Spenserian


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Related to Spenserian: Spenserian sonnet

Spen·ser

 (spĕn′sər), Edmund 1552?-1599.
English poet known chiefly for his allegorical epic romance The Faerie Queene (1590-1596). His other works include the pastoral Shepeardes Calendar (1579) and the lyrical marriage poem Epithalamion (1595).

Spen·se′ri·an (spĕn-sîr′ē-ən) adj.

Spenserian

(spɛnˈsɪərɪən)
adj
(Literary & Literary Critical Terms) relating to, in the style of, or characteristic of Edmund Spenser, the English poet (?1552–99), or his poetry
n
(Literary & Literary Critical Terms) a student or imitator of Edmund Spenser
References in classic literature ?
I wrote, I wrote everything--ponderous essays, scientific and sociological short stories, humorous verse, verse of all sorts from triolets and sonnets to blank verse tragedy and elephantine epics in Spenserian stanzas.
Spenser invented for himself a new stanza of nine lines and made it famous, so that we call it after him, the Spenserian Stanza.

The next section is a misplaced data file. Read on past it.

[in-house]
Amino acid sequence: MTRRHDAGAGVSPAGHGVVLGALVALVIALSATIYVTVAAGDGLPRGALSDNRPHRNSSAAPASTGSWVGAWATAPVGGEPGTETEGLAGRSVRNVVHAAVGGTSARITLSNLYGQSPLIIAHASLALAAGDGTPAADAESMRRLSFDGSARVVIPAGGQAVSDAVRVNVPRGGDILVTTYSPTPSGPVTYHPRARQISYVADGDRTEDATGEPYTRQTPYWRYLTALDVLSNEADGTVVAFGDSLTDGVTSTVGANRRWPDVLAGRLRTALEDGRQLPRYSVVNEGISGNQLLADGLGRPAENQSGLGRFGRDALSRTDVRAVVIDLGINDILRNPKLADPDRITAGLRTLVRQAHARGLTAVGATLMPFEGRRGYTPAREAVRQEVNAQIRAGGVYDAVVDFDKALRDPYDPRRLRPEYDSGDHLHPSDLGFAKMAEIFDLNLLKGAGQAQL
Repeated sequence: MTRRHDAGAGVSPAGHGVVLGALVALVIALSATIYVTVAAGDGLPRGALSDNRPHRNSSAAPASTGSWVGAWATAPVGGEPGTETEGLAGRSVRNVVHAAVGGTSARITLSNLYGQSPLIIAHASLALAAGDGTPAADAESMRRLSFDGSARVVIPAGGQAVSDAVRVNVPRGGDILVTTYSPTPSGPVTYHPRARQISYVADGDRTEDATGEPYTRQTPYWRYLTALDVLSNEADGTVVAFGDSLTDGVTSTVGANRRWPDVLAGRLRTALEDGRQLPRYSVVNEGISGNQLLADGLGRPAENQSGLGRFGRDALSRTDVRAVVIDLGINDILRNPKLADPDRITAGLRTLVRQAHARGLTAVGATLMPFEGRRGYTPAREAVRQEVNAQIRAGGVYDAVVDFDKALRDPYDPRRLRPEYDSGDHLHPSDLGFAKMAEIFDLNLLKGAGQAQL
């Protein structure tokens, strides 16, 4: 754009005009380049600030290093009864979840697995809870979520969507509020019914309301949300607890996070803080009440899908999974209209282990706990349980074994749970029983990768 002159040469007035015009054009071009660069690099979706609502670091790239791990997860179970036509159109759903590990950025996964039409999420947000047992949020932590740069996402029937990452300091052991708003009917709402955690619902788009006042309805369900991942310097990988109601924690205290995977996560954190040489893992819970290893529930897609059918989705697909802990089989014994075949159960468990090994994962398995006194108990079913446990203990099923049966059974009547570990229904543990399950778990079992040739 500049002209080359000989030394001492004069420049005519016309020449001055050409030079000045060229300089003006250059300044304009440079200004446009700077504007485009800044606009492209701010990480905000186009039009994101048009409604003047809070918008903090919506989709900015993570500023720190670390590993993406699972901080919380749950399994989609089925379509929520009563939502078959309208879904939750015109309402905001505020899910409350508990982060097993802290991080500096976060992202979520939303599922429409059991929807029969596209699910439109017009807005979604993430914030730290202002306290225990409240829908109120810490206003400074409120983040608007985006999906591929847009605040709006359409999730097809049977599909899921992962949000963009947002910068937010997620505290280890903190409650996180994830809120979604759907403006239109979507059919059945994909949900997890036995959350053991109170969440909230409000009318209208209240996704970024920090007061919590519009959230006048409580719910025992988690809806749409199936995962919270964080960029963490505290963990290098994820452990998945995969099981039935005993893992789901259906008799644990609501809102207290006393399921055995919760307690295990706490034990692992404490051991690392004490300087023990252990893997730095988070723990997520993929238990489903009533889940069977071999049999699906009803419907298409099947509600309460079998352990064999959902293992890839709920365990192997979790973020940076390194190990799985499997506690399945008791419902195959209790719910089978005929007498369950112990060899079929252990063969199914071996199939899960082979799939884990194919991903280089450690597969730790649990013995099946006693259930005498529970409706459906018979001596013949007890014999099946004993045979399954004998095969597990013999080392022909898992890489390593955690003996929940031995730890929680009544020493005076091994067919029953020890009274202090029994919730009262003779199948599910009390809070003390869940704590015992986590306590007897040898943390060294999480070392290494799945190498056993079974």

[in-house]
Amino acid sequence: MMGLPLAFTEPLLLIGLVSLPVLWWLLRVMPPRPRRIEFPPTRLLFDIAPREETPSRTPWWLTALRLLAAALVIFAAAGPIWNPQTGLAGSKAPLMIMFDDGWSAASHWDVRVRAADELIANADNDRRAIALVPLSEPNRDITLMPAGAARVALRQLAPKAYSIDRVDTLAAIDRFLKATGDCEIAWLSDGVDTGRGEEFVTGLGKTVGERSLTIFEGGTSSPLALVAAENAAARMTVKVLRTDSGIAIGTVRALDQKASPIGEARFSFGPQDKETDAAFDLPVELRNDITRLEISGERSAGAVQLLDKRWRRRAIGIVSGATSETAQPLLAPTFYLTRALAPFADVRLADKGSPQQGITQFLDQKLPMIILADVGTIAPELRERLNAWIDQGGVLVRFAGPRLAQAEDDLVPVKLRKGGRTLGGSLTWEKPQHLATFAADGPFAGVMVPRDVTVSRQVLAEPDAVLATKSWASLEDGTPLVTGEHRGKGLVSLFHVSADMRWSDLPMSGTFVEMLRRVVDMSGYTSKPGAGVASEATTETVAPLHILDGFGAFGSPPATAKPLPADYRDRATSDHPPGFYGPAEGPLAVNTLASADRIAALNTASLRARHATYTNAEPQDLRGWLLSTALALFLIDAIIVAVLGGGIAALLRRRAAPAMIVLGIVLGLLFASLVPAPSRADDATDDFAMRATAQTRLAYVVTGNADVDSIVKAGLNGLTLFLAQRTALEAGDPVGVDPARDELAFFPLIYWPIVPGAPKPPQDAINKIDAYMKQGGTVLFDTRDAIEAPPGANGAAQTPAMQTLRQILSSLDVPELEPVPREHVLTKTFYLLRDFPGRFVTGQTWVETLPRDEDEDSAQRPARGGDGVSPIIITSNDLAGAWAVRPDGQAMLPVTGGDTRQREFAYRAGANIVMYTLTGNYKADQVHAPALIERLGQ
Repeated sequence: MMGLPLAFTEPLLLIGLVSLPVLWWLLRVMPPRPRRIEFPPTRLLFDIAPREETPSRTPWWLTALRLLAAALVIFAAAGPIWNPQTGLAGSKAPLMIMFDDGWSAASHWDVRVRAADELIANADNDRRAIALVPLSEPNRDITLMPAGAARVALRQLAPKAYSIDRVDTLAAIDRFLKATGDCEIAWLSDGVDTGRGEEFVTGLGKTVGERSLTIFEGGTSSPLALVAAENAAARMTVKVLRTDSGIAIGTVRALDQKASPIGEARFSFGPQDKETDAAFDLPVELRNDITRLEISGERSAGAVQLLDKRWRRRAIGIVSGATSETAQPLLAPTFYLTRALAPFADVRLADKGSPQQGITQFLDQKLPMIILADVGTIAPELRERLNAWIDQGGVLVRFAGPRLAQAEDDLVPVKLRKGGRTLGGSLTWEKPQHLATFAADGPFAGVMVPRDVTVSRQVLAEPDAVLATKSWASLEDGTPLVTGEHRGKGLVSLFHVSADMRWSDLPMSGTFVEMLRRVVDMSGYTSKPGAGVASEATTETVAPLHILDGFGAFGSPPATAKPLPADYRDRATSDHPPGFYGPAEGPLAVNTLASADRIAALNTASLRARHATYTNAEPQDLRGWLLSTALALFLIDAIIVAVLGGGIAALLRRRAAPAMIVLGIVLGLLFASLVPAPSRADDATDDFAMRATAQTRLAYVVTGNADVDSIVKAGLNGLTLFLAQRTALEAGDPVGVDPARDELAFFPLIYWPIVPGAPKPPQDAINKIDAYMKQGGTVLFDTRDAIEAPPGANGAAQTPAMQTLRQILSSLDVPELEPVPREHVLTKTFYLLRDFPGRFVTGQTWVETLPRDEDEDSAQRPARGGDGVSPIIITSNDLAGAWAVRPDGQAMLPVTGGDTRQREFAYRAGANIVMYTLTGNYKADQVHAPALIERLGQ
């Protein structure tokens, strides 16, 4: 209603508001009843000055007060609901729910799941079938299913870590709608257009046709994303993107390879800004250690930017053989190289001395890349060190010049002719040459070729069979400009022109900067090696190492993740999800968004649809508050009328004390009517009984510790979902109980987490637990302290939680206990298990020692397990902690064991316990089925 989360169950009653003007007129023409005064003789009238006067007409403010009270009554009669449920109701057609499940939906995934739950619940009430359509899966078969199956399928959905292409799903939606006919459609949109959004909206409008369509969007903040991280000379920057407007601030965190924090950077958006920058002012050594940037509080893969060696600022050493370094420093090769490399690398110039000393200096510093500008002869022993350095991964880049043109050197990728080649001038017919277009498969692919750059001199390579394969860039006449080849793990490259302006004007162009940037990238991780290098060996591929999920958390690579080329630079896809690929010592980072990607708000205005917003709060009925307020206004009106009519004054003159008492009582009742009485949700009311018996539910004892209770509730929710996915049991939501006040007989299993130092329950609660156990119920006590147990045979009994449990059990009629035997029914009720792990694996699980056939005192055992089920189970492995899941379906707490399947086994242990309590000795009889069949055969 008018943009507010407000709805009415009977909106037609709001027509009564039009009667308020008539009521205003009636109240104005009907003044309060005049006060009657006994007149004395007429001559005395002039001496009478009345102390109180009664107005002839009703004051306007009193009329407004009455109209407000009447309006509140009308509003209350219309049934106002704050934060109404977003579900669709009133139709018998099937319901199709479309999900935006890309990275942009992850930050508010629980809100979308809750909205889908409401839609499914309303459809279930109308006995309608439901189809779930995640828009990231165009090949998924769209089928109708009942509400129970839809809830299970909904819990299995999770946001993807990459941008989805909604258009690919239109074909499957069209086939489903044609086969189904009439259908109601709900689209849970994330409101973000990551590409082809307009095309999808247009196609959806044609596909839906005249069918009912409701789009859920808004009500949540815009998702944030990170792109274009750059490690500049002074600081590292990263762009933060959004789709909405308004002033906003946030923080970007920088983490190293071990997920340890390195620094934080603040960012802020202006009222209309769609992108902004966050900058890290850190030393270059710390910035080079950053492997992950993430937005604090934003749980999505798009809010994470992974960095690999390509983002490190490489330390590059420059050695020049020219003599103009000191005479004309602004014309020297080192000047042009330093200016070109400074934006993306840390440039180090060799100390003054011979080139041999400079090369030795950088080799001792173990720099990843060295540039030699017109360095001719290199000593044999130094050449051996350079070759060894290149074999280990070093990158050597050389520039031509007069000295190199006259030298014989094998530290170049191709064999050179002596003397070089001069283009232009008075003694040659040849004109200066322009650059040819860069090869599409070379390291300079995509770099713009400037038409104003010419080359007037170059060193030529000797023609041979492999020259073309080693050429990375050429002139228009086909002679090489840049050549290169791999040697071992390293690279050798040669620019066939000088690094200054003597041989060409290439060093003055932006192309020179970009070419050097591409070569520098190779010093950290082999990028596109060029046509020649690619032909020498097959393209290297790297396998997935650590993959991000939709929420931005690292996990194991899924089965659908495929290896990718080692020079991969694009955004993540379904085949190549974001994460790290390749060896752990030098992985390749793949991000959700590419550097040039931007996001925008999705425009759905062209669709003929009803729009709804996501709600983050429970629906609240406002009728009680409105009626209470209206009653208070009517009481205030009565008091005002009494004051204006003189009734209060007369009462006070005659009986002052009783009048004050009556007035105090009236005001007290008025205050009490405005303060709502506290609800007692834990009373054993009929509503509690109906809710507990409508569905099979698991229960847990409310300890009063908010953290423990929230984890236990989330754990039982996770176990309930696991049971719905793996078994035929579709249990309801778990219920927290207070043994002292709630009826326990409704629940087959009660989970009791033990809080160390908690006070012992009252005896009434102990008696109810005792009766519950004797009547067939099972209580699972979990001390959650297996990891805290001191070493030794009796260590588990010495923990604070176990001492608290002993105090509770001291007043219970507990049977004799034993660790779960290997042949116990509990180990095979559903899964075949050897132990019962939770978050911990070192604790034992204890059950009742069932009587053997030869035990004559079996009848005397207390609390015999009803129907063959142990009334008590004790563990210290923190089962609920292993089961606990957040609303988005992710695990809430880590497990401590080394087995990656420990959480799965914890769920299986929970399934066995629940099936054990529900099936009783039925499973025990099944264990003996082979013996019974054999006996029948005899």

Although fascinating, his Spenserian 'metaphors of infection' (p.
Curbet examines this "network of associations" between Spenserian, Miltonic, and Hawthornian treatments of the trope in four of Hawthorne's stories (40).
Take for example the Spenserian tradition of allegory found in the Faerie Queene as a touchpoint for examining Gaiman's Neverwhere, or even more striking, the use of Webster's Duchesse of Malfi as a means to understanding lycanthropy as a reflection of the diseased mind, even the Lovecraftian approach to disjunctive spaces as a reaction to Einstein's theories of Timespace.
Articulated by the Elermit and actualized in the shepherds' community, Spenserian containment combats Petrarchism.
She finds these things in Shelley's similes and in his "protracted Spenserian stanzas," where she also locates "an idiom of renunciatory attachment, one that enables a loving disentanglement of human beings from one another, and from the world" (82).
"wanton wreathings intricate" of Spenserian romance, with
The Spenserian stanzas follow a protagonist's journey through Europe as it reeled from the cruel toll of revolutionary and Napoleonic wars.
Excellent form or the mastery of rhetorical devices cannot be the single critical determinant, for it is possible to use words that meet the technical requirements of a Spenserian sonnet perfectly but say nothing: communicate nothing or has no intent.
In his most recent essay "Affordances of Form in Stanzaic Narrative Poetry" McHale explores a wide range of complex stanza forms which contain interlaced end-rhymes like the ottavarima, rhyme royal, the Spenserian stanza, and the Onegin stanza.